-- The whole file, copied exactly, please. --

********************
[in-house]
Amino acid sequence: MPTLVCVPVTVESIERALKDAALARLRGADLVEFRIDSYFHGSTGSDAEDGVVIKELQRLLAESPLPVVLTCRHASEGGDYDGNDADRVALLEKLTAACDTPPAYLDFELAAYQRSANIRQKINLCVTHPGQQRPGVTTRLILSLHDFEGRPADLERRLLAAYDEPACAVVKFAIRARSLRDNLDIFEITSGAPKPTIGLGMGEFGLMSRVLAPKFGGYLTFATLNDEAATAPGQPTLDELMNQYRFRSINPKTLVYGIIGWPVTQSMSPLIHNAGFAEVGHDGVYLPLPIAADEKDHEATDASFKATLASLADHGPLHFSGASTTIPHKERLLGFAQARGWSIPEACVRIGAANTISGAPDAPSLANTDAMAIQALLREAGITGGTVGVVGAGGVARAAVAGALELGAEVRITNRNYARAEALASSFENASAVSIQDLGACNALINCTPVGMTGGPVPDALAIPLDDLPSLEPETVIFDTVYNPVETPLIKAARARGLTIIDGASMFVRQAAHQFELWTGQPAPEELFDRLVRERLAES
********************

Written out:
[in-house]
Amino acid sequence: MPTLVCVPVTVESIERALKDAALARLRGADLVEFRIDSYFHGSTGSDAEDGVVIKELQRLLAESPLPVVLTCRHASEGGDYDGNDADRVALLEKLTAACDTPPAYLDFELAAYQRSANIRQKINLCVTHPGQQRPGVTTRLILSLHDFEGRPADLERRLLAAYDEPACAVVKFAIRARSLRDNLDIFEITSGAPKPTIGLGMGEFGLMSRVLAPKFGGYLTFATLNDEAATAPGQPTLDELMNQYRFRSINPKTLVYGIIGWPVTQSMSPLIHNAGFAEVGHDGVYLPLPIAADEKDHEATDASFKATLASLADHGPLHFSGASTTIPHKERLLGFAQARGWSIPEACVRIGAANTISGAPDAPSLANTDAMAIQALLREAGITGGTVGVVGAGGVARAAVAGALELGAEVRITNRNYARAEALASSFENASAVSIQDLGACNALINCTPVGMTGGPVPDALAIPLDDLPSLEPETVIFDTVYNPVETPLIKAARARGLTIIDGASMFVRQAAHQFELWTGQPAPEELFDRLVRERLAES